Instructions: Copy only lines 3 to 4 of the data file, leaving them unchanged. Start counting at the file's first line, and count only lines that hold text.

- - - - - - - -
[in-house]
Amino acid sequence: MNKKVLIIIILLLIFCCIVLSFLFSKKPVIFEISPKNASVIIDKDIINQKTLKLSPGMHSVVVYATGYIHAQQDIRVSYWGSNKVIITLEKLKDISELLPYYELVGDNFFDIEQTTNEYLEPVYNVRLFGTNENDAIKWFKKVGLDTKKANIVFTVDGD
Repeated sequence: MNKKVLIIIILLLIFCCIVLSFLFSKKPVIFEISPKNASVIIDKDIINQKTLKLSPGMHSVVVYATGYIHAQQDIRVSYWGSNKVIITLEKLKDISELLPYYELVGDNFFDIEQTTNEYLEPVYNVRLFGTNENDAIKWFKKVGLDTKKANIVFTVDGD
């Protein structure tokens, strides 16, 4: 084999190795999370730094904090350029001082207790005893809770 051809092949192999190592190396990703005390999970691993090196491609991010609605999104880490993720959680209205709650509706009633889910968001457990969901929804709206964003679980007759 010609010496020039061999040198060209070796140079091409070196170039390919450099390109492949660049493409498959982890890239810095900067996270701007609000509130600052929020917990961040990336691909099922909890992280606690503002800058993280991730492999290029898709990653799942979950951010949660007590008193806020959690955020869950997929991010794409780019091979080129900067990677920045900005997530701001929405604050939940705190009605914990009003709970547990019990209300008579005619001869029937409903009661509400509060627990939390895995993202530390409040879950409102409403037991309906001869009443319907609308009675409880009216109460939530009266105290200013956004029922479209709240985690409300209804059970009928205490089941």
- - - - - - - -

Repeated sequence: MNKKVLIIIILLLIFCCIVLSFLFSKKPVIFEISPKNASVIIDKDIINQKTLKLSPGMHSVVVYATGYIHAQQDIRVSYWGSNKVIITLEKLKDISELLPYYELVGDNFFDIEQTTNEYLEPVYNVRLFGTNENDAIKWFKKVGLDTKKANIVFTVDGD
């Protein structure tokens, strides 16, 4: 084999190795999370730094904090350029001082207790005893809770 051809092949192999190592190396990703005390999970691993090196491609991010609605999104880490993720959680209205709650509706009633889910968001457990969901929804709206964003679980007759 010609010496020039061999040198060209070796140079091409070196170039390919450099390109492949660049493409498959982890890239810095900067996270701007609000509130600052929020917990961040990336691909099922909890992280606690503002800058993280991730492999290029898709990653799942979950951010949660007590008193806020959690955020869950997929991010794409780019091979080129900067990677920045900005997530701001929405604050939940705190009605914990009003709970547990019990209300008579005619001869029937409903009661509400509060627990939390895995993202530390409040879950409102409403037991309906001869009443319907609308009675409880009216109460939530009266105290200013956004029922479209709240985690409300209804059970009928205490089941």